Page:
On Saturday, the Housemate and I drove around the south point of the Big Island and back up to Hawaii Volcanoes National Park, on the east side of the island. This route took somewhere around three hours which, considering that you can get from one corner of Oahu to the farthest corner in about an hour, seemed like a very long way--it's like being on the mainland! Anyway, we made it to the visitor center in the early afternoon (we'd had a relatively late start that morning) and put together our plan. We'd drive around Crater Rim Road, stop at a few sites with short hikes or scenic views--Halema'uma'u Crater lookouts, steam vents, the Thurston lava tube, and Kilauea Iki--then at sunset drive outside of the main park area and make our way to the site where you can sometimes see hot lava flowing into the ocean in the distance. Grab dinner around 7:30, be on the road again by 8-8:30, home around 11. Nice plan, right? Well, the first part worked out pretty well, but the last part about dinner and home by 11 was not to be. More on that when the time comes.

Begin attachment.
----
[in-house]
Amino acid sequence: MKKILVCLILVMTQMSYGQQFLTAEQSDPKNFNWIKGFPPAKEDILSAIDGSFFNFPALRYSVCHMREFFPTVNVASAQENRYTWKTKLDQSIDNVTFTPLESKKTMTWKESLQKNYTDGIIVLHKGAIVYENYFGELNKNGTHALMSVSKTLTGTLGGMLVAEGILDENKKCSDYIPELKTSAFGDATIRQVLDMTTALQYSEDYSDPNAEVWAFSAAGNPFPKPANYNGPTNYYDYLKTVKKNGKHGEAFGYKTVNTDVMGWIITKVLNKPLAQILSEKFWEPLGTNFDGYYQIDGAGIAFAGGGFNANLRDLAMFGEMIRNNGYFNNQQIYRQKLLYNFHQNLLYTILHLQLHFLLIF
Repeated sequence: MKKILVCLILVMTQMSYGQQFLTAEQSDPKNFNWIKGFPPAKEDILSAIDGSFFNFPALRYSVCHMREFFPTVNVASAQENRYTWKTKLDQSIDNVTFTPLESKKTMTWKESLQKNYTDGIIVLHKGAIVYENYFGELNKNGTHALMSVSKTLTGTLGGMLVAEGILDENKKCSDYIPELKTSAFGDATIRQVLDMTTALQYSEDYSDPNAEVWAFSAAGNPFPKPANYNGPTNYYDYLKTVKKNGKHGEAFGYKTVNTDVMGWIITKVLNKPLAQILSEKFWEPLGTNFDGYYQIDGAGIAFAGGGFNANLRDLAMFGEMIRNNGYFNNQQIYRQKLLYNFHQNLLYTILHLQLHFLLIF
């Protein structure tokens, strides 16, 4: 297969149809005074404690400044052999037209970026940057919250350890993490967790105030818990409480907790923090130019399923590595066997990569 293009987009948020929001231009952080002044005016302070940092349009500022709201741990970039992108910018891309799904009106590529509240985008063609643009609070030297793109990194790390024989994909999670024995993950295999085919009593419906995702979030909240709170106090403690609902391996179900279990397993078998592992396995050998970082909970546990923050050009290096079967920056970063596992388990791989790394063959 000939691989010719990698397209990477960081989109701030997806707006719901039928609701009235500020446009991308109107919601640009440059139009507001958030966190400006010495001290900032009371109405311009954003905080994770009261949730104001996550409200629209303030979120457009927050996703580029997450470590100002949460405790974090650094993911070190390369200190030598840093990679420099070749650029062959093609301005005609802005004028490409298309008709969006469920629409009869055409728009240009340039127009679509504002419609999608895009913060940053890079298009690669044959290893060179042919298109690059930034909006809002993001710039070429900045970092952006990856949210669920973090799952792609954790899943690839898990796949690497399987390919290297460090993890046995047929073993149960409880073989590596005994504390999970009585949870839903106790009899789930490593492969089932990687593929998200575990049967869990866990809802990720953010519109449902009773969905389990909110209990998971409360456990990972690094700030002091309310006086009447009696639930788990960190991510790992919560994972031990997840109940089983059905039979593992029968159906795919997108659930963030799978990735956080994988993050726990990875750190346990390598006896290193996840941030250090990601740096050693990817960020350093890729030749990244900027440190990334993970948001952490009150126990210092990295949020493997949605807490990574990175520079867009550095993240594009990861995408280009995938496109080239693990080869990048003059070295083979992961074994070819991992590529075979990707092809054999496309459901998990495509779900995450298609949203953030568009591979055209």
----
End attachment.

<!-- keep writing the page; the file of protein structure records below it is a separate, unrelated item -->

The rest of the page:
They had a large chunk of Crater Rim Road, the road that goes around the Kilauea Caldera, blocked off, due to the unusually high levels of poisonous sulfur dioxide gas being spewed into the air by the Halemaumau Crater. Luckily the wind was blowing relatively steadily one way, so we could still safely view the crater from certain directions.
Here's the crater (inside the larger caldera) from one angle.
And from another angle. At this site, you could just start to smell the unpleasant odor of the sulfur. We made this stop a short one.
Last time I visited Hawaii Volcanoes National Park, with my family in 2007, we were able to drive around to the closer lookout of the crater, where you now see the plume of smoke covering. The sulfur dioxide plume apparently started up in 2008, for the first time since 1982.
Back towards what in the photos above would be the "left" side of the caldera (away from the smoke plume), we stopped at the Thurston lava tube, decidedly longer than the lava tube by the highway in Kona. It's a very short and easy hike (slightly steep, but with a well-traveled path) to get to the lava tube, and the first part of it is well lighted.
The Housemate makes his way down the lighted portion of the tube.
The second part of the tube is not lighted at all, and it's really pitch black, so only people with flashlights can go there safely. We had the LEDs on our cameras, so we thought we'd go down a bit.
Coming up tomorrow: Kilauea Iki, a lovely crater that we hiked down into.